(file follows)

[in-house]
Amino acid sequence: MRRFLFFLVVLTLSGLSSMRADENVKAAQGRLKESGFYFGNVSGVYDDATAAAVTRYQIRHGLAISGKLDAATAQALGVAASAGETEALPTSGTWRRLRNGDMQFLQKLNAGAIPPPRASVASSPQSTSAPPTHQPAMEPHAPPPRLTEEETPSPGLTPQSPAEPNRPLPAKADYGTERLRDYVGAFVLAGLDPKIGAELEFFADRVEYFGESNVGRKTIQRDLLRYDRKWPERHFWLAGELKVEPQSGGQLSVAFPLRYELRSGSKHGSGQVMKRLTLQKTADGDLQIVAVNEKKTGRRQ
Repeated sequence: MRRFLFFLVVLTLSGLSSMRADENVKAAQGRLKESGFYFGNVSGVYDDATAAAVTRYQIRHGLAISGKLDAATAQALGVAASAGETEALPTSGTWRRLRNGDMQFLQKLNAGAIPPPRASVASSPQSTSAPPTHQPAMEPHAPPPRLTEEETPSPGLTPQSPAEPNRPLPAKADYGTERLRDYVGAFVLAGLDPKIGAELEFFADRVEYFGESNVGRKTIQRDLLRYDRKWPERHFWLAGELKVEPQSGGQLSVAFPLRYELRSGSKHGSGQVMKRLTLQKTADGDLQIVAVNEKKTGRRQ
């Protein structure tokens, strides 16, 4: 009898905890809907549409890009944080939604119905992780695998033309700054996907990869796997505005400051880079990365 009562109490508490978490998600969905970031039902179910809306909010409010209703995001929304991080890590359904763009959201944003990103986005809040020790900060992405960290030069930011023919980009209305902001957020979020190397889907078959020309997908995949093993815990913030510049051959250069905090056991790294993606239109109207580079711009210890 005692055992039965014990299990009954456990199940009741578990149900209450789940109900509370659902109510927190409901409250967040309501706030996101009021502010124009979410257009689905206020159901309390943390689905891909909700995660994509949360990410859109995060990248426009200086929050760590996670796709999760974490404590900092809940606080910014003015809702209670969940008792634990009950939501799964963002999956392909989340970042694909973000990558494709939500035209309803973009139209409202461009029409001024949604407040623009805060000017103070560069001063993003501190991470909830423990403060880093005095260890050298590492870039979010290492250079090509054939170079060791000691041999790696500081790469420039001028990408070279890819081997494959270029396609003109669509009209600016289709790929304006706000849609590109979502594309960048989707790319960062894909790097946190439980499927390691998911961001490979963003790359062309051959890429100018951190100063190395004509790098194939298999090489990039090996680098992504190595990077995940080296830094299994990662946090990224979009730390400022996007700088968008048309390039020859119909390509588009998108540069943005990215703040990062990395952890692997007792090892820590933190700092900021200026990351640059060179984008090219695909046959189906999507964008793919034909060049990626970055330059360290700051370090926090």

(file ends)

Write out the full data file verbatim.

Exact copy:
[in-house]
Amino acid sequence: MRRFLFFLVVLTLSGLSSMRADENVKAAQGRLKESGFYFGNVSGVYDDATAAAVTRYQIRHGLAISGKLDAATAQALGVAASAGETEALPTSGTWRRLRNGDMQFLQKLNAGAIPPPRASVASSPQSTSAPPTHQPAMEPHAPPPRLTEEETPSPGLTPQSPAEPNRPLPAKADYGTERLRDYVGAFVLAGLDPKIGAELEFFADRVEYFGESNVGRKTIQRDLLRYDRKWPERHFWLAGELKVEPQSGGQLSVAFPLRYELRSGSKHGSGQVMKRLTLQKTADGDLQIVAVNEKKTGRRQ
Repeated sequence: MRRFLFFLVVLTLSGLSSMRADENVKAAQGRLKESGFYFGNVSGVYDDATAAAVTRYQIRHGLAISGKLDAATAQALGVAASAGETEALPTSGTWRRLRNGDMQFLQKLNAGAIPPPRASVASSPQSTSAPPTHQPAMEPHAPPPRLTEEETPSPGLTPQSPAEPNRPLPAKADYGTERLRDYVGAFVLAGLDPKIGAELEFFADRVEYFGESNVGRKTIQRDLLRYDRKWPERHFWLAGELKVEPQSGGQLSVAFPLRYELRSGSKHGSGQVMKRLTLQKTADGDLQIVAVNEKKTGRRQ
């Protein structure tokens, strides 16, 4: 009898905890809907549409890009944080939604119905992780695998033309700054996907990869796997505005400051880079990365 009562109490508490978490998600969905970031039902179910809306909010409010209703995001929304991080890590359904763009959201944003990103986005809040020790900060992405960290030069930011023919980009209305902001957020979020190397889907078959020309997908995949093993815990913030510049051959250069905090056991790294993606239109109207580079711009210890 005692055992039965014990299990009954456990199940009741578990149900209450789940109900509370659902109510927190409901409250967040309501706030996101009021502010124009979410257009689905206020159901309390943390689905891909909700995660994509949360990410859109995060990248426009200086929050760590996670796709999760974490404590900092809940606080910014003015809702209670969940008792634990009950939501799964963002999956392909989340970042694909973000990558494709939500035209309803973009139209409202461009029409001024949604407040623009805060000017103070560069001063993003501190991470909830423990403060880093005095260890050298590492870039979010290492250079090509054939170079060791000691041999790696500081790469420039001028990408070279890819081997494959270029396609003109669509009209600016289709790929304006706000849609590109979502594309960048989707790319960062894909790097946190439980499927390691998911961001490979963003790359062309051959890429100018951190100063190395004509790098194939298999090489990039090996680098992504190595990077995940080296830094299994990662946090990224979009730390400022996007700088968008048309390039020859119909390509588009998108540069943005990215703040990062990395952890692997007792090892820590933190700092900021200026990351640059060179984008090219695909046959189906999507964008793919034909060049990626970055330059360290700051370090926090």